Economics and Finance lecturer at the University of Ghana Business School (UGBS), Professor Godfred Alufar Bokpin

Economist and Finance Lecturer, Professor Godfred Bokpin, has attributed the increasing yield of Ghana’s foreign bonds to the weak fundamentals of the economy

Bloomberg yesterday reported that Ghana’s debt was moving deeper into distress as investors lose patience.

It added that the country’s dollar bonds have slumped 10% in 10 days, moving deeper into distressed territory as investors judge that re-financing debt in the Eurobond market won’t be an option when the Federal Reserve hikes rates and budget targets remain elusive.

Speaking in an interview with Israel Laryea on Joy Prime, Professor Bokpin said “it's not only what's happening on the international market. But when you look at the fundamentals of our economy, it looks a bit weaker than it was a couple of years ago. So it means that you're going into the international market with weak fundamentals underpinned by debt unsustainability, dwarfed revenue envelope”.

To him, there isn’t a clear sustainability path from the 2022 Budget and Economic policy in terms of addressing the rising debt and fiscal challenges within the economy.

“There is a risk, so investors are seeking greater protection from the perceived default by holding out for higher yields; and that is already reflecting from the secondary market where the premium has increased more than 10%. We’re talking about in excess of more than 1,000 basis points.”

He pointed out that increasing interest rates on the nation’s foreign bonds could have implication on the stability of the local currency.

Increasing interest rates to have implication on cedi

“It could have implication for the stability of our currency. Again this whole thing is about confidence in your economy which can affect so many things, even Foreign Direct Investment into the country”.

He pointed out taht the Electronic Transaction Levy (E-Levy) is a good tax measure that will rake in revenue, adding “it'll please investors, then it'll please you and I because the rising public debt signals some kind of uncertainty and some potential for government to increase taxes in order to reduce the debt.”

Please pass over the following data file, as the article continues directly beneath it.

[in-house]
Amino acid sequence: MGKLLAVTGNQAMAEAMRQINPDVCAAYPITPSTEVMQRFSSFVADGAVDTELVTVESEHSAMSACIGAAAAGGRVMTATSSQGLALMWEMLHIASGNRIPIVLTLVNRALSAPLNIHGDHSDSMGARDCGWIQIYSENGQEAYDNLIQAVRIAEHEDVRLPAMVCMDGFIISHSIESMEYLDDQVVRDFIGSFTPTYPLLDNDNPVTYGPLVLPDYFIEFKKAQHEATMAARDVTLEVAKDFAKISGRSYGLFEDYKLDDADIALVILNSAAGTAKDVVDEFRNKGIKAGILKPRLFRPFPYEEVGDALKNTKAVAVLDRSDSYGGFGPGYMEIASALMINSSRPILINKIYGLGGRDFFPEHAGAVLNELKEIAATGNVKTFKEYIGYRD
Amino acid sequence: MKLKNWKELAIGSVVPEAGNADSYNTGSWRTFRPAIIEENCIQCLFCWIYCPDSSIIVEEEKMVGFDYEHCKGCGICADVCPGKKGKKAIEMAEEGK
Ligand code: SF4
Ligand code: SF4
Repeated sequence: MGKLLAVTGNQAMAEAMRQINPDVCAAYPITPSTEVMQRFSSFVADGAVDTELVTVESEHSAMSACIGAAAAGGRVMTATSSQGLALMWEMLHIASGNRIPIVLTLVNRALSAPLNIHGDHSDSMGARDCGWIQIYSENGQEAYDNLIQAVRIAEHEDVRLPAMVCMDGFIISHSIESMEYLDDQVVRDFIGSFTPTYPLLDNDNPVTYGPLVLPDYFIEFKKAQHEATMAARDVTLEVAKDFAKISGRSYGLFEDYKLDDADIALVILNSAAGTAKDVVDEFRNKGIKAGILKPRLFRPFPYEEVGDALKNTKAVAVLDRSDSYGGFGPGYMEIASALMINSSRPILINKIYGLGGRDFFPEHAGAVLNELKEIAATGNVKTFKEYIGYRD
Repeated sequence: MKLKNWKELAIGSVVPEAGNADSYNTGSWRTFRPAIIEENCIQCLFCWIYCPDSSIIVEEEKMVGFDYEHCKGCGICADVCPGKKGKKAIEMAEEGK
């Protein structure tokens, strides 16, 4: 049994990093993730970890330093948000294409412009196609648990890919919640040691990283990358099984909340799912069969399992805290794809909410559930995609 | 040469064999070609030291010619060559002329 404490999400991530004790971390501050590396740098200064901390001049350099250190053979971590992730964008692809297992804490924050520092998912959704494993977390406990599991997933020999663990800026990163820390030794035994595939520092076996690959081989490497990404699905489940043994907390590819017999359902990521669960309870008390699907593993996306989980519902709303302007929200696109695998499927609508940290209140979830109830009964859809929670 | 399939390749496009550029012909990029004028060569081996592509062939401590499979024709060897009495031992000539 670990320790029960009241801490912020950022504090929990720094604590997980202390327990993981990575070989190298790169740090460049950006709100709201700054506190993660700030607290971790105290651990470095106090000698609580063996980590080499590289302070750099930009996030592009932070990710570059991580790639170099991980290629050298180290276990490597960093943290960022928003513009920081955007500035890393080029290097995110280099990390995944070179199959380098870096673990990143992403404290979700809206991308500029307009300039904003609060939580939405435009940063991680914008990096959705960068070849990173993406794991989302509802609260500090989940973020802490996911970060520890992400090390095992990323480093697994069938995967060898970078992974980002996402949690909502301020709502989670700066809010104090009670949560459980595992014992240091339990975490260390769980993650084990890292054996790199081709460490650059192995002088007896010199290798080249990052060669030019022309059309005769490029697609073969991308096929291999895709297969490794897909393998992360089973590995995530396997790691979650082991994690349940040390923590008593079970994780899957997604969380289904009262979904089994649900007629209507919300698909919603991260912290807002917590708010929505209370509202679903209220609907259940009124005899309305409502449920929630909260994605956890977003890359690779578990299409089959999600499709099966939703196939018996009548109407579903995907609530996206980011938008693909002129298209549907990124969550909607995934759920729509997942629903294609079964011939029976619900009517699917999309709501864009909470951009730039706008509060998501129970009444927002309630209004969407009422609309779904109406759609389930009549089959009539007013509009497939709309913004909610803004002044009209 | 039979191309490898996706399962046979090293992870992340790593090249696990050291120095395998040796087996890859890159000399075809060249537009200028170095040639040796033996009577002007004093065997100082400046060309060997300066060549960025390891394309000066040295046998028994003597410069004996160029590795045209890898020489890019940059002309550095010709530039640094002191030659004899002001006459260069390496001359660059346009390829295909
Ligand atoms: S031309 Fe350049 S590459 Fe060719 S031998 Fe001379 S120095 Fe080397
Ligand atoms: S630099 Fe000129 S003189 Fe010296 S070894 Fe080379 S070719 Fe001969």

He added that “because of the associated higher cost of servicing, it's also crowding out priority spending by government and that is from 2021. The biggest expenditure item on government budget is interest payments and if you look at how much we're setting aside for interest payment is huge and that is the difference between us the developed countries.”

Continuing, the University of Ghana Don said “they're [advanced economies] equally borrowing and in fact if you look at how much the US has borrowed and other countries have borrowed as a results of COVID-19, it's so huge and the difference is that, the interest payments on their debt is very very low and therefore manageable”,

However, he described the interest payment of Ghana as too high, depriving the economy critical investments from government.

“The interest payment on ours is so high and it's absorbing a higher percentage of our revenue and that is taking away our priority spending. So if you look at it in terms of debt to Gross Domestic Product ratio, and you even say it's 76%, it’s not too worrying. But if you look at the associated servicing cost relative to the size of our revenue envelope then you know that it's not sustainable”, he alluded.

Government to borrow ¢3.78bn in first quarter of 2022

Government will borrow ¢3.78 billion in the first quarter of this year, to finance part of the budget, its Issuance Calendar has revealed.

For the first three months of 2022, government plans to issue a gross amount of ¢24.5 billion, of which ¢20.7 billion is to rollover maturities.

This indicates that the government’s debt level is not going to reduce anytime soon.

As usual, most of the funds to be mobilised will come from the 91-day Treasury bills, a move that has helped reduce foreign debt but rather crowded out the private sector from access to financing on the domestic market.

According to the data, the government will borrow as much as ¢11.3 billion of the 91-day T-bills during the period, higher than the previous quarter.

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